What to do about a bee sting
Encountering a bee or wasp sting can be an unpleasant and potentially dangerous experience for anyone. While most stings cause mild discomfort and can be managed at home, it’s crucial to know the right steps to take in case of an emergency. Urgent care provider Daniel Brake, MD, shared valuable insights on how to handle bee and wasp stings effectively, both for adults and children, and explained how to recognize and respond to allergic reactions.
What should you do if you’re stung by a bee or wasp?
“Assuming you’re not allergic, your first step when dealing with a bee sting or wasp sting is going to be to remove the stinger,” said Dr. Brake. “When a honeybee stings you, it leaves the stinger behind. Use a credit card, your fingernail or another straight-edged object to remove it as quickly as possible. Avoid using tweezers – the squeeze can actually cause the stinger to release more venom.”
After the stinger is out, wash the area with soap and water to reduce the risk of infection, apply a cold pack or ice wrapped in cloth to cut down on pain and swelling and take over-the-counter, non-prescription pain relievers like ibuprofen or acetaminophen. Not only can these pain relievers help with the lingering discomfort, they also help to calm inflammation. If you experience any signs of an allergic reaction, seek emergency care as soon as possible.
Is treating a bee sting different for children?
“For children, the treatment is generally the same as for adults,” said Dr. Brake. “However, it’s essential to closely monitor children after a sting, especially if it’s their first time being stung, or they have a known allergy.”
Both children and adults can develop allergic reactions to bee or wasp stings without prior symptoms or warning, so it’s important to know what to watch for and when you may need further care for the sting.
How do you know if you’re allergic to a bee sting or wasp sting? What should you do if you are allergic?
“Allergic reactions to bee or wasp stings can range from mild to severe and can develop even if you’ve been stung without issue before,” said Dr. Brake. “Even if previous allergic reactions occurred and were mild, don’t assume they always will be. They could become more severe.”
Symptoms of an allergic reaction include:
- Severe swelling beyond the sting site
- Hives or itching in areas away from the site of the sting
- Difficulty breathing
- Swelling of the tongue or throat
- Dizziness or fainting, changes in consciousness
- Rapid pulse or heart palpitations
- Nausea or vomiting
If you experience any of these symptoms after being stung, seek immediate emergency medical attention by either calling 911 or heading to your nearest ER. Severe allergic reactions like anaphylaxis, in which airways become obstructed and the person affected cannot easily breathe, can be life-threatening. Prompt treatment with epinephrine may be needed as soon as possible and with medical supervision.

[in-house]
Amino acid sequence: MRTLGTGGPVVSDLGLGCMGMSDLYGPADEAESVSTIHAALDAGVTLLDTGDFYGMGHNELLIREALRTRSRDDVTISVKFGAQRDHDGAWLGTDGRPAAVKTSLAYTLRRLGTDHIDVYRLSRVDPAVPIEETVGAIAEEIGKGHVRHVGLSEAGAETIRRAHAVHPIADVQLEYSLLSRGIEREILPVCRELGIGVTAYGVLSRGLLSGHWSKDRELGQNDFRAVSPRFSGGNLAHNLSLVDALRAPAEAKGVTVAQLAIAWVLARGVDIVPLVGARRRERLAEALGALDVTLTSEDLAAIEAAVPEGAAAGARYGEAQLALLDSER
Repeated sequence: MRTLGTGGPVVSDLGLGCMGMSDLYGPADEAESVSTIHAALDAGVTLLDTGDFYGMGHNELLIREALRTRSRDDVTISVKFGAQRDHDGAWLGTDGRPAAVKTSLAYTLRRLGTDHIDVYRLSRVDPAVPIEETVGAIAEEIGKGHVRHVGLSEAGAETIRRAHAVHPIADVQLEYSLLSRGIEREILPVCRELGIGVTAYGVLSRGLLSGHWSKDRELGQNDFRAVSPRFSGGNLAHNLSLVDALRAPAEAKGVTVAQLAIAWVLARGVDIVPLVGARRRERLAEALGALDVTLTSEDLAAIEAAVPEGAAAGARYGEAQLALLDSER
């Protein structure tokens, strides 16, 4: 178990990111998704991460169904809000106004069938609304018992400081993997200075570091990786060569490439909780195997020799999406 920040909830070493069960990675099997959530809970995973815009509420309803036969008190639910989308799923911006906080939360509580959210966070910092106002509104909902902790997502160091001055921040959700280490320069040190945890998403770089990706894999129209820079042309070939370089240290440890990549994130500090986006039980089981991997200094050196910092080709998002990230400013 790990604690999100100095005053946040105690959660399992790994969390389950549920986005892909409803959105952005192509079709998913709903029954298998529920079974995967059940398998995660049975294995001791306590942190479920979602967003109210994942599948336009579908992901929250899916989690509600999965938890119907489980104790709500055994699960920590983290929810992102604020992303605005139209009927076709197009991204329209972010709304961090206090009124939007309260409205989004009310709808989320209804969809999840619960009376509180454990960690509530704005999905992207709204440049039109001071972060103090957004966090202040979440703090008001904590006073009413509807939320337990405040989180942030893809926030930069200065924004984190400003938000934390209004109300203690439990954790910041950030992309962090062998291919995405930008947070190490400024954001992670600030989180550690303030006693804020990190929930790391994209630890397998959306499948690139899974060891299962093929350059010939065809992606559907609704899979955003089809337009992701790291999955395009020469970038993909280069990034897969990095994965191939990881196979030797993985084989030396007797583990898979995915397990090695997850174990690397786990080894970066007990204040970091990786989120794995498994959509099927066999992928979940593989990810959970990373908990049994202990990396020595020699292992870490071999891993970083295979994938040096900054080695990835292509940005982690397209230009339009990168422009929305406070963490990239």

What should you do if you encounter a swarm of bees or wasps?
“If you encounter a swarm of bees or wasps, it’s crucial to remain calm and avoid making any sudden movements or loud noises that might agitate them,” said Dr. Brake.
He recommended following these steps:
- Slowly and quietly walk away from the area without swatting at the insects
- Seek shelter indoors or inside a vehicle if possible
- Do not jump into water – bees and wasps may simply wait for you to come back to the surface
- If you are stung multiple times or notice symptoms of an allergic reaction, seek immediate medical attention
How can you prevent bee stings and wasp stings?
“One important tip for preventing bee stings is to keep a close eye on your house and property,” said Dr. Brake. “Regularly check covered porches, carports, garages, underneath gutters and along fences, trees and outbuildings for beehives or wasp or hornet nests. If you find any, have them safely removed by a professional.”
Dr. Brake also suggested:
- Avoid wearing bright, colorful clothing or clothes with floral patterns, as they can attract bees and wasps
- Don’t use scented lotions, perfumes or hair products when spending time outdoors
- Keep your food and drinks covered when eating outside
- Be cautious around garbage cans and sweet-smelling compost bins
- Wear closed-toed shoes, long sleeves and pants for added protection when gardening, hiking or working outdoors. This can also help prevent tick bites.
“Remember, if you suspect an allergy or if you experience a severe reaction to being stung by an insect, seek emergency medical attention or visit an urgent care location immediately,” said Dr. Brake. “As a physician, I cannot emphasize enough how important it is to get care promptly in the event of an allergic reaction. If you’re not sure if what you’re experiencing is an allergic response to a bee sting or not, urgent care physicians can help you with initial treatment and knowing what to do next, especially if you are stung outside of the usual doctor’s office hours or on the weekend.”
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